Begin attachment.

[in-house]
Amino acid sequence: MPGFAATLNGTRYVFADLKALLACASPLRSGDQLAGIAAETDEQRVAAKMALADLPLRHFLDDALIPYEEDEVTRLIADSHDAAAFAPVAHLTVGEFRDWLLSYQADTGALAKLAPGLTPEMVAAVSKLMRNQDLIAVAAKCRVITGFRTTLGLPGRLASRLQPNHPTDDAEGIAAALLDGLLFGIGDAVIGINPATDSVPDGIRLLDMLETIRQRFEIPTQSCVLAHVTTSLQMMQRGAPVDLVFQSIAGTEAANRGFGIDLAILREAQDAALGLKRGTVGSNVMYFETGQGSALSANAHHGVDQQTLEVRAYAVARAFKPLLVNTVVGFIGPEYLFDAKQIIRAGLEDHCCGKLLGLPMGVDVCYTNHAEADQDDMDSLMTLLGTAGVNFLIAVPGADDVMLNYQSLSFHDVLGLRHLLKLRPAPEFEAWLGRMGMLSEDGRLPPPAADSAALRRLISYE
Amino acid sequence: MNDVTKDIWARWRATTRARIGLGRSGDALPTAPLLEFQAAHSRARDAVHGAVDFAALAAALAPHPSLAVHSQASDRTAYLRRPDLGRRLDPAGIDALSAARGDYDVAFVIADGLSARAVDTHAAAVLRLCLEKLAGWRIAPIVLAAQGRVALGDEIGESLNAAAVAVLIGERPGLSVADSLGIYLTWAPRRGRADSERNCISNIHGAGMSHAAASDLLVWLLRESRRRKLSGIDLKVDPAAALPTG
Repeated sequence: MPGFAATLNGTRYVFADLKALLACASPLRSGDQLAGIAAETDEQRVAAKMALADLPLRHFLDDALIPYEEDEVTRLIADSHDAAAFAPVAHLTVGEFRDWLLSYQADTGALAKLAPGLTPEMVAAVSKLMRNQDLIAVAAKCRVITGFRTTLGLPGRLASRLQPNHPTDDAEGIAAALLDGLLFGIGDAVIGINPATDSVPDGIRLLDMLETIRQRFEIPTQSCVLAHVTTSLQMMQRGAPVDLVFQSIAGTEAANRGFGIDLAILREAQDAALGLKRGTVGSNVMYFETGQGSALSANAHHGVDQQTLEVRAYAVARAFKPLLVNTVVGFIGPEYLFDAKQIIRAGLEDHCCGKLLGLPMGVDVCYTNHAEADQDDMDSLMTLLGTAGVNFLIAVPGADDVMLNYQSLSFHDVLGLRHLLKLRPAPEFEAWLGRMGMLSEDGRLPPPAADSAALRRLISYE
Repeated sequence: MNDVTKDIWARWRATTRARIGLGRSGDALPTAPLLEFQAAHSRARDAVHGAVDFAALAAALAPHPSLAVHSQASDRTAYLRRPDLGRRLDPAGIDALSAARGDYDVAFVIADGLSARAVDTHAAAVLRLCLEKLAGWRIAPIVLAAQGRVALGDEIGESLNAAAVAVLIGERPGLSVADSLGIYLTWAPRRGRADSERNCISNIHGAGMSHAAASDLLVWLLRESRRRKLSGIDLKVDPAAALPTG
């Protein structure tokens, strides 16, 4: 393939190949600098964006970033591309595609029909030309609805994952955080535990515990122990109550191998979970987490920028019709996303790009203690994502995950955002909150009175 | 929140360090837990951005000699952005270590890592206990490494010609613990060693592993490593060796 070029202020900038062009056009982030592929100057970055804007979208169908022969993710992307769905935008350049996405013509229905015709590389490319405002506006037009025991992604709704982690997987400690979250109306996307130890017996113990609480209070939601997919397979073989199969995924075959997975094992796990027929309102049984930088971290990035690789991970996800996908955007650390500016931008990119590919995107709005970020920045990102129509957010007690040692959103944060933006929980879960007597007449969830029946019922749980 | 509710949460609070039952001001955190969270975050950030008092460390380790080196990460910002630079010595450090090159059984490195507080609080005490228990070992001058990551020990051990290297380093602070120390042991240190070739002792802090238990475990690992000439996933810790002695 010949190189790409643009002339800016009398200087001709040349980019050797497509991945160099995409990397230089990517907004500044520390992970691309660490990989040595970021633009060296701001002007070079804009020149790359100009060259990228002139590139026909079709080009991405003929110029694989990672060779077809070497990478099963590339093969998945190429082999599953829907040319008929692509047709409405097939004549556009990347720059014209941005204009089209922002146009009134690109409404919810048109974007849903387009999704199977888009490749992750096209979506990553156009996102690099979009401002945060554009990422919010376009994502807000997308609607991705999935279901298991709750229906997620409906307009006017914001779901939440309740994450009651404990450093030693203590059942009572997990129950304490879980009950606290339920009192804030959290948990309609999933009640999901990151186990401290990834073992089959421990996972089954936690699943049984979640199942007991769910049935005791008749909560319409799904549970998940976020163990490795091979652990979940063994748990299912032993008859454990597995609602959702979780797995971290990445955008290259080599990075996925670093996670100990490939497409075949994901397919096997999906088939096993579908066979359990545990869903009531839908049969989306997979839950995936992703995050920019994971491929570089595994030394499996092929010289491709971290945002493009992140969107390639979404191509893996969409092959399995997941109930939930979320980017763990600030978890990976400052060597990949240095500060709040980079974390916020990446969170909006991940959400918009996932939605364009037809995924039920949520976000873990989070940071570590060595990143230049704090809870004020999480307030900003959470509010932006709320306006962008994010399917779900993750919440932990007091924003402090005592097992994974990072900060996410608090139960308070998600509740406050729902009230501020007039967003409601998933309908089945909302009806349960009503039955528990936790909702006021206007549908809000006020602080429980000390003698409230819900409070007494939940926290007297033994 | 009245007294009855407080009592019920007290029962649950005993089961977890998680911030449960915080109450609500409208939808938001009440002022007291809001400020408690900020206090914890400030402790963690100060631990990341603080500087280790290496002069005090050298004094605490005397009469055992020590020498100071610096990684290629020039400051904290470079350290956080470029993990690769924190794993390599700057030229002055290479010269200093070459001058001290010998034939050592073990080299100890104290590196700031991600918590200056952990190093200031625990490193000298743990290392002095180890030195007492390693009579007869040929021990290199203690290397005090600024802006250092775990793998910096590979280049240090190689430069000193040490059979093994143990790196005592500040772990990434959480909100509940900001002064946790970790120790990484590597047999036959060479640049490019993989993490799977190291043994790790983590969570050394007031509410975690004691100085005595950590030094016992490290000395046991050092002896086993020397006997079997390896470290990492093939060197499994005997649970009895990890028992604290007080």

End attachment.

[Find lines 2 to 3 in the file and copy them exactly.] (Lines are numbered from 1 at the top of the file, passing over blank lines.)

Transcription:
Amino acid sequence: MPGFAATLNGTRYVFADLKALLACASPLRSGDQLAGIAAETDEQRVAAKMALADLPLRHFLDDALIPYEEDEVTRLIADSHDAAAFAPVAHLTVGEFRDWLLSYQADTGALAKLAPGLTPEMVAAVSKLMRNQDLIAVAAKCRVITGFRTTLGLPGRLASRLQPNHPTDDAEGIAAALLDGLLFGIGDAVIGINPATDSVPDGIRLLDMLETIRQRFEIPTQSCVLAHVTTSLQMMQRGAPVDLVFQSIAGTEAANRGFGIDLAILREAQDAALGLKRGTVGSNVMYFETGQGSALSANAHHGVDQQTLEVRAYAVARAFKPLLVNTVVGFIGPEYLFDAKQIIRAGLEDHCCGKLLGLPMGVDVCYTNHAEADQDDMDSLMTLLGTAGVNFLIAVPGADDVMLNYQSLSFHDVLGLRHLLKLRPAPEFEAWLGRMGMLSEDGRLPPPAADSAALRRLISYE
Amino acid sequence: MNDVTKDIWARWRATTRARIGLGRSGDALPTAPLLEFQAAHSRARDAVHGAVDFAALAAALAPHPSLAVHSQASDRTAYLRRPDLGRRLDPAGIDALSAARGDYDVAFVIADGLSARAVDTHAAAVLRLCLEKLAGWRIAPIVLAAQGRVALGDEIGESLNAAAVAVLIGERPGLSVADSLGIYLTWAPRRGRADSERNCISNIHGAGMSHAAASDLLVWLLRESRRRKLSGIDLKVDPAAALPTG